Virginia vernacular

Editorial Staff Exhibitions

The ladder-back, windsor, and fancy chairs made in western Virginia from the eighteenth to the twentieth century represent a unique contribution to the history of furniture making in the United States. This month more than forty important examples, mostly from private collections, will go on view in the exhibition Come In and Have a Seat: Vernacular Chairs of the Shenandoah Valley at the Museum of the Shenandoah Valley in Winchester, Virginia.

By 1800 the Shenandoah Valley was home to a large community of craftsmen of German, English, Swiss, Irish, and Scottish descent. Extensively settled about 1730 by groups from both Pennsylvania and Europe, the region’s heavily traveled roads—in particular the Great Wagon Road—made the town of Winchester a major transportation center. Influenced by both familiar European craft traditions and fashionable designs from cities such as Philadelphia and Baltimore, the valley’s craftsmen produced a variety of vernacular chairs that, together, tell a story about the transfer of individuals, ideas, and products from the city to this frontier.

Ladder-back chairs were the earliest vernacular chair form found in the Shenandoah Valley; not surprising, considering their wide use in German-
ic countries and the large population of German and German-speaking sett-lers in the valley. By the early 1800s, the popular bow-back windsor side chair had made its way to the region from England by way of Philadelphia and then Alexandria, Virginia. Soon they were widely manufactured for use in dining rooms throughout the Shenandoah Valley. Fancy chairs, the third type examined in the exhibition and the latest to appear in the region, were also initially imported from England. In the United States the form originated in Baltimore in the early 1800s; fancy chairs were quickly adopted in the valley, where versions were made with both plank and woven cane seats for use in fashionable parlors.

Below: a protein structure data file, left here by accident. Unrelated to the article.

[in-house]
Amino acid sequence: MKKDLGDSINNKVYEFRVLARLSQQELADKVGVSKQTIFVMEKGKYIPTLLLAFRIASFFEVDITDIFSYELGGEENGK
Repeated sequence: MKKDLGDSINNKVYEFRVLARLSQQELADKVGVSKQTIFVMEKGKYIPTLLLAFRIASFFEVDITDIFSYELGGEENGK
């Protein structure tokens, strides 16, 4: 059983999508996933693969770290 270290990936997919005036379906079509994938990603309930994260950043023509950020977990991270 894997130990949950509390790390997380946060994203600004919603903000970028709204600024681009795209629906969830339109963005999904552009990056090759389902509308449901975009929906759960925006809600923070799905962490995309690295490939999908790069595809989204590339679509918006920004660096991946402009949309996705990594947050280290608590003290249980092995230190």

Come In and Have a Seat was organized by the noted collector and scholar of Shenandoah Valley decorative arts Jeffrey S. Evans, who also wrote the accompanying catalogue.

Come In and Have a Seat: Vernacular Chairs of the Shenandoah Valley  •  Museum of the Shenandoah Valley, Winchester, Virginia   •  December 18 to June 20, 2010  •  www.shenandoahmuseum.org

Image: Side chair probably Newmrket, Shenandoah County, Virginia, 1830-1845. Painted poplar, hickory, or oak; height 34, width 20, depth 16 inches. Private collection.